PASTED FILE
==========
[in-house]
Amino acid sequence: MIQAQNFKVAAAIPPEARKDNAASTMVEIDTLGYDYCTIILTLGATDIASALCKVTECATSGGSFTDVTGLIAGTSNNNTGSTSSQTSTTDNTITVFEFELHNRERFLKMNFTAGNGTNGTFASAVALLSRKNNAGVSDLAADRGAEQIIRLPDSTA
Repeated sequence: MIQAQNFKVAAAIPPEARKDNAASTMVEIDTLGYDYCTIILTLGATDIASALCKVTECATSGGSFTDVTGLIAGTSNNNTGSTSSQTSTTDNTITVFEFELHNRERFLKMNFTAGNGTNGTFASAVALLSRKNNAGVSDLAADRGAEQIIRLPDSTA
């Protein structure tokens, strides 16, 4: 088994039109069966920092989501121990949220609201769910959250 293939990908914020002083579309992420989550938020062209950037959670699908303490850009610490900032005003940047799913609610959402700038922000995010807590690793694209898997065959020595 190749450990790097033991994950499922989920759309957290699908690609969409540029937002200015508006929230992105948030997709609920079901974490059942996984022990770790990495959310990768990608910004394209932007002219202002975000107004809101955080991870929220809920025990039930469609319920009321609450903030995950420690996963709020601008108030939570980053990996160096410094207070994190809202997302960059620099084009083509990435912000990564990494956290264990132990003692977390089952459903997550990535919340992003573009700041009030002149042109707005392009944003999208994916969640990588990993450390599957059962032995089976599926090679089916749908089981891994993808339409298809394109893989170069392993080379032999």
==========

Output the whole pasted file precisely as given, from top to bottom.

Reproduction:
[in-house]
Amino acid sequence: MIQAQNFKVAAAIPPEARKDNAASTMVEIDTLGYDYCTIILTLGATDIASALCKVTECATSGGSFTDVTGLIAGTSNNNTGSTSSQTSTTDNTITVFEFELHNRERFLKMNFTAGNGTNGTFASAVALLSRKNNAGVSDLAADRGAEQIIRLPDSTA
Repeated sequence: MIQAQNFKVAAAIPPEARKDNAASTMVEIDTLGYDYCTIILTLGATDIASALCKVTECATSGGSFTDVTGLIAGTSNNNTGSTSSQTSTTDNTITVFEFELHNRERFLKMNFTAGNGTNGTFASAVALLSRKNNAGVSDLAADRGAEQIIRLPDSTA
């Protein structure tokens, strides 16, 4: 088994039109069966920092989501121990949220609201769910959250 293939990908914020002083579309992420989550938020062209950037959670699908303490850009610490900032005003940047799913609610959402700038922000995010807590690793694209898997065959020595 190749450990790097033991994950499922989920759309957290699908690609969409540029937002200015508006929230992105948030997709609920079901974490059942996984022990770790990495959310990768990608910004394209932007002219202002975000107004809101955080991870929220809920025990039930469609319920009321609450903030995950420690996963709020601008108030939570980053990996160096410094207070994190809202997302960059620099084009083509990435912000990564990494956290264990132990003692977390089952459903997550990535919340992003573009700041009030002149042109707005392009944003999208994916969640990588990993450390599957059962032995089976599926090679089916749908089981891994993808339409298809394109893989170069392993080379032999």